There is a gorgeous warmth to all of the Lola books and this one is no exception. The strong family dynamic is shown once again here as well with Lola’s parents making sure that she is capable of caring for a pet before allowing her to have one. The book has a strong focus not only on Lola’s wishes for a pet but on the importance of allowing the pet to be happy as well.

Beardshaw’s illustrations are full of small details that add to the warm feel. There are drawings of cats around the rooms. Lola’s interest in cats is evident from her patterned pajamas to the barrette in her hair to the decorations in her room. As she practices to own a cat, the emphasis is on effort not perfection as Lola spills water. All of these elements add up to show children that they too can one day care for an animal in their own way.

A lovely book about pet ownership that shows the importance of giving a new pet space and time to find their own way. Appropriate for ages 2-4.

Reviewed from copy received from Charlesbridge.

 

A Unicorn Named Sparkle by Amy Young

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A Unicorn Named Sparkle by Amy Young (InfoSoup)

When Lucy sends away for her 25 cent unicorn, she has big dreams of what it’s going to look like. It is sure to be blue with a pink tail and pink mane. She will ride on him and name him Sparkle. But when the box finally arrives, Sparkle is not what she expected at all. He does love cupcakes, but that’s not all he loves to eat. He also eats underwear, his flower necklace and the tutu Lucy puts on him. She can’t ride him at all and he doesn’t behave at show-and-tell. Lucy decides to return Sparkle, but the man can’t come and get him until the next day. In the meantime, Sparkle turns out to be scared of storms, butterflies love him, and he makes Lucy laugh. Perhaps it’s not important to be the perfect unicorn after all.

I must admit that I expected this book to be overly sweet, rather too sparkly and filled with too much princess and unicorn fluff. However, it’s not that kind of a picture book at all and I can’t resist a book that surprises me this much. Even better, it’s a unicorn book with a “unicorn” that farts, smells and has fleas. In fact, it’s a unicorn book about a goat and a girl who learns to love him. And in the end, I think readers are going to fall for Sparkle too and realize that the idealized unicorn may be very dull compared to one very active goat.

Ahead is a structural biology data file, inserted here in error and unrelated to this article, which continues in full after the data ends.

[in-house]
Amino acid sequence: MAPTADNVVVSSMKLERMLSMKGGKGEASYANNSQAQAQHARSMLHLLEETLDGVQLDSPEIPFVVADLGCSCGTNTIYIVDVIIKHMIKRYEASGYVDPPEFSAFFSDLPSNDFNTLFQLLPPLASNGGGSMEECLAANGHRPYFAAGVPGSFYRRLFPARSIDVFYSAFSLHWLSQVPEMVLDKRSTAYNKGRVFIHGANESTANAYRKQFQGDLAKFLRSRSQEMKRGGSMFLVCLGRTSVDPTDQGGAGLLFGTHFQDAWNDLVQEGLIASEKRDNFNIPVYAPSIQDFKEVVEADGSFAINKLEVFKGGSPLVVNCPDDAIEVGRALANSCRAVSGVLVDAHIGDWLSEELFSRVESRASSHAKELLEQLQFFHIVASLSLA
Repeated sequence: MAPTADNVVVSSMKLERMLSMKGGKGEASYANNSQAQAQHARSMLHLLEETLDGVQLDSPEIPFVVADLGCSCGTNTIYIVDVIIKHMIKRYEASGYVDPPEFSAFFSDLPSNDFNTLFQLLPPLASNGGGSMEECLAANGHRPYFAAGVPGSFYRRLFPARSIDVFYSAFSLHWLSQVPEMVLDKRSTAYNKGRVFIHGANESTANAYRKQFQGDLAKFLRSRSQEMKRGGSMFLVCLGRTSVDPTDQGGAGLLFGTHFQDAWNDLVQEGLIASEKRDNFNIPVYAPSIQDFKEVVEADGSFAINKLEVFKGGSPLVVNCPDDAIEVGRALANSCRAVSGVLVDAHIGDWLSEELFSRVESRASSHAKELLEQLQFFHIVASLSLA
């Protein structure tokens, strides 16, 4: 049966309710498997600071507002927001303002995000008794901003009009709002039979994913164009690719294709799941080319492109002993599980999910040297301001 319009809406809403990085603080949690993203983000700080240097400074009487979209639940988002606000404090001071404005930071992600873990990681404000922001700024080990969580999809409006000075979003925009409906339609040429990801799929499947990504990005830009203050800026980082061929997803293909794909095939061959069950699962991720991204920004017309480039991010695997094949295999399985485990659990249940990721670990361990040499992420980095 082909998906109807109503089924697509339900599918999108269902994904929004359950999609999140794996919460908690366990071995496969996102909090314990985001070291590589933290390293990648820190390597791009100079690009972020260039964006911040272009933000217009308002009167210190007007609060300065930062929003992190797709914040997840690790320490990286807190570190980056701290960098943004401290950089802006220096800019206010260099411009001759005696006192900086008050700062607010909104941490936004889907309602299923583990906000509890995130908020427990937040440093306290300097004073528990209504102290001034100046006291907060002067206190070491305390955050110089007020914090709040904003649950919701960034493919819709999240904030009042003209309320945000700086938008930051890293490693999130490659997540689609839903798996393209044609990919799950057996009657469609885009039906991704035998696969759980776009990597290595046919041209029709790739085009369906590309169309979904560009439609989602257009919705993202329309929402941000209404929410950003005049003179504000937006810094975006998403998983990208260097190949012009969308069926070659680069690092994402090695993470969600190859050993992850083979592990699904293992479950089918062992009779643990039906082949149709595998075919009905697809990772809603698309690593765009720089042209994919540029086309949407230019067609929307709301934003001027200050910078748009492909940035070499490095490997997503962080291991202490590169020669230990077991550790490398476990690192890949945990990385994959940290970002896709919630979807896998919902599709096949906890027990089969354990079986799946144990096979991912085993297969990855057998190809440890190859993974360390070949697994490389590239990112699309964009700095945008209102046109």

Young’s illustrations are very appealing. She does a mix of large format pages and then more detailed ones that show all of the trouble that Sparkle manages to get into. Lucy imagines herself as a princess, but throughout is clearly a colorful little girl who loves to pretend and imagine. Readers will immediately know that Sparkle is not a unicorn, but will love the fact that he’s a goat with a heart-shaped mark on his side.

A sparkling and clever story about new friends that defy expectations. Appropriate for ages 3-5.

Reviewed from library copy.

 

The Summer Nick Taught His Cats to Read by Curtis Manley

The Summer Nick Taught His Cats to Read by Curtis Manley

The Summer Nick Taught His Cats to Read by Curtis Manley, illustrated by Kate Berube (InfoSoup)

Nick has two pet cats, Verne and Stevenson. They love doing things together, but the cats don’t appreciate it when Nick sits down to read. So Nick decides to teach them to read too. He starts with easy words, but the cats aren’t interested. He moves on to flash cards and soon Verne is paying attention, particularly when the words and books have to do with fish. Verne sounds out words and starts reading books on his own, he even gets his own library card. Stevenson doesn’t seem interested at all though. Verne and Nick have lots of fun acting out the stories that they are reading, though it would be more fun with Stevenson playing too. Then one day Nick discovers pictures that Stevenson has drawn of a pirate story. Could it be that Stevenson is interested after all?

Manley cleverly shows the process of learning to read in this picture book. Moving from simple words to sounds of letters to looking at books on your own and then reading entirely on your own. Delightfully, he also has Stevenson who is a reluctant reader. Stevenson though just needs someone to notice what he is passionate about and suddenly he too is interested in reading. It’s a smart way to show that we are all readers, some of us just need to not read about fish but about pirates!

The illustrations by Berube are friendly and fun. I love that Nick is a child of color and that it is not an “issue” in the book or even mentioned. One special part of the book is Stevenson’s expressions which are pure grumpiness and then can be seen later in the book as purely piratical.